Ask students to explain what math is and the word numbers will probably come up. While numbers dominate a lot of math activities, shape is another area of math that students need to learn.
When working with shapes, students learn to identify, classify (for example noticing which shapes have four sides or recognizing triangles by their three sides and three angles, even if they vary quite a bit in shape) and make connections (for example, two trapezoids can be put together to make a hexagon).
Tangrams and other puzzles for teaching math
Tangrams and puzzles are great ways to explore shape concepts in math. Let’s take a look at three ways to use tangrams and other puzzles with your class.
Using tangrams—the basics
Tangrams are a chinese puzzle with seven pieces: 5 triangles, 1 square and 1 rhombus. The beauty of tangrams are that they can be arranged many different ways to produce many different pictures or shapes.
The rules of tangrams are simple:
- all seven pieces of the tangram must be used
- they must lay flat and touch
- none of the pieces are to overlap.
Within those rules there are endless possibilities.
Introduce tangrams by giving students a set of pieces cut from construction paper. Ask students to put them together however they like, within the rules, to make an image.
After you check that they have used the tangrams according to the guidelines above, have students glue their images onto a sheet of paper.
Next have them swap images with a partner. Have the partner create the same image with another set of paper tangrams. This should be fairly easy as students can see each piece, but it gets them used to turning adjusting, and arranging the pieces to create a particular shape.
Go further with tangrams
Now that students are familiar with tangrams, they can begin to “solve” puzzles. Using tangram images that you have printed out without each shape defined, students need to arrange their pieces to create the correct shape. Encourage students to think about different ways of turning each piece and different arrangements to make the shape.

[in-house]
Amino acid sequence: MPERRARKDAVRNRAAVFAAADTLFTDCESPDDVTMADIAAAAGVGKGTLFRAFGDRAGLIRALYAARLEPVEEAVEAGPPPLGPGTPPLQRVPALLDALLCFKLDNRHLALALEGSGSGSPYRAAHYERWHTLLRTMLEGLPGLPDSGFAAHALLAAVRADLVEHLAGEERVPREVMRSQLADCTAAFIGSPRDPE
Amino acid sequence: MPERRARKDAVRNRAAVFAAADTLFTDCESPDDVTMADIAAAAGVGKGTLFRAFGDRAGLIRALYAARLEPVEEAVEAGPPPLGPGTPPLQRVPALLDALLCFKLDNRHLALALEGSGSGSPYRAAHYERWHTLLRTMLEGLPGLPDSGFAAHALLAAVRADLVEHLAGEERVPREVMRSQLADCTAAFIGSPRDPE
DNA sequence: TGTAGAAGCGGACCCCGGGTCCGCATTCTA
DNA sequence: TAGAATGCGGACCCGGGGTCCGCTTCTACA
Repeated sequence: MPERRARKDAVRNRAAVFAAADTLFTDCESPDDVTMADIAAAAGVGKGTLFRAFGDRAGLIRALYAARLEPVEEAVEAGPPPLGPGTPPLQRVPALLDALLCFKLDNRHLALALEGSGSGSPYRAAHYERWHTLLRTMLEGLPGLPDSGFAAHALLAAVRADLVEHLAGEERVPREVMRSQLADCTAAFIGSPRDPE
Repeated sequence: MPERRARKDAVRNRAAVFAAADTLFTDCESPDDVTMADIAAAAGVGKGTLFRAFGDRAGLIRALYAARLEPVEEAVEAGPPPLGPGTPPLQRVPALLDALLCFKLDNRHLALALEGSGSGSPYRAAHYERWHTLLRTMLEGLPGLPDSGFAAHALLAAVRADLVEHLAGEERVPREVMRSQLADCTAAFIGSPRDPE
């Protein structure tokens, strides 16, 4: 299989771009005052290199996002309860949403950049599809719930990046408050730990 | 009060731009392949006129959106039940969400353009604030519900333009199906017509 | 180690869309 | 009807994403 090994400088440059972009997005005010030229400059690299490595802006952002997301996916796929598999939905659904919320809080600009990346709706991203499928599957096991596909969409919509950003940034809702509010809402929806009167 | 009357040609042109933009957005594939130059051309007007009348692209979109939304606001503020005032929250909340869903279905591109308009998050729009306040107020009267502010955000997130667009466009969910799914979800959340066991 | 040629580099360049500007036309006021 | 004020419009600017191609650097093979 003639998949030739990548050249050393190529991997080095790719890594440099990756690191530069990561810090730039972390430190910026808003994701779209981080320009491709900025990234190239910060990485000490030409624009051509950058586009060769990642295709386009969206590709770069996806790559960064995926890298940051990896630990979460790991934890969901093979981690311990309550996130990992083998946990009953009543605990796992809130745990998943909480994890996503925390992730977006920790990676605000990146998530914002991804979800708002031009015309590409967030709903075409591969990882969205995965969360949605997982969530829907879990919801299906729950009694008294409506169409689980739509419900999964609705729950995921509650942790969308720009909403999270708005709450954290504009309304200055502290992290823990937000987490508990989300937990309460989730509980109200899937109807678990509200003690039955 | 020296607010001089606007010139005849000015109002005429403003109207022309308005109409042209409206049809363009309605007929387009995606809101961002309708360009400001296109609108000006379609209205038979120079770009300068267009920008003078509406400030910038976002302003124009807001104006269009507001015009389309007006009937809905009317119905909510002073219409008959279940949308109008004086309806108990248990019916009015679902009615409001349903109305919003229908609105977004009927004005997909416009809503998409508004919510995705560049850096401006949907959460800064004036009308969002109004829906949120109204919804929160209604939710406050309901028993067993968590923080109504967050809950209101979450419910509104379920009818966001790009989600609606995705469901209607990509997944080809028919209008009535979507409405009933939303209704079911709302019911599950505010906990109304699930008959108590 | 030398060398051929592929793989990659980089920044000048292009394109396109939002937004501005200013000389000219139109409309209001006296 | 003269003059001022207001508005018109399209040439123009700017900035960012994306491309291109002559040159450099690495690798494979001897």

You can also create a barrier game out of tangrams. Have students work in pairs with a barrier between them. Have one student explain to the other student how to arrange the tangram so that it matches the design. The partner moves the tangram pieces according to the instructions. When they are done, have them compare the pictures. Did they come out the same? If not, ask: why is the second design different from the first? What instructions and words could you have used to make sure both pictures are the same?
Transformation shape puzzles
What happens when you move an object? Give students one of the tangrams pieces. What happens if they flip one of the triangles over? What if they rotate it? What if they slide it in a straight line?
Students need to learn the language to talk about these motions: reflecting (flipping), translating (sliding) and rotating (turning)—and specifics like rotate a quarter turn to the left. These activities show students that these motions don’t change the size or shape of the thing.
I’ve put together some activity sheets that walk students through various transformations. You can get a copy here.
I love teaching about space, including shapes, location and transformation of shapes, and The Bumper Book of Fun Math Games and Activities includes these activities just for this aspect of math:
- Exploring and classifying shapes
- Transformation puzzles
- Shapes that tessellate
- 2D shape dominoes
- Create a mystic rose
In addition, you also get individual, small group and whole class activities related to numbers, mental math, measurement, and chance and data. The 138-page book provides go-to activities appropriate for grades 1–4 designed to make your life easier and inspire you in teaching math.
Get your inspiration and ready to roll activities here >> The Bumper Book of Fun Math Games and Activities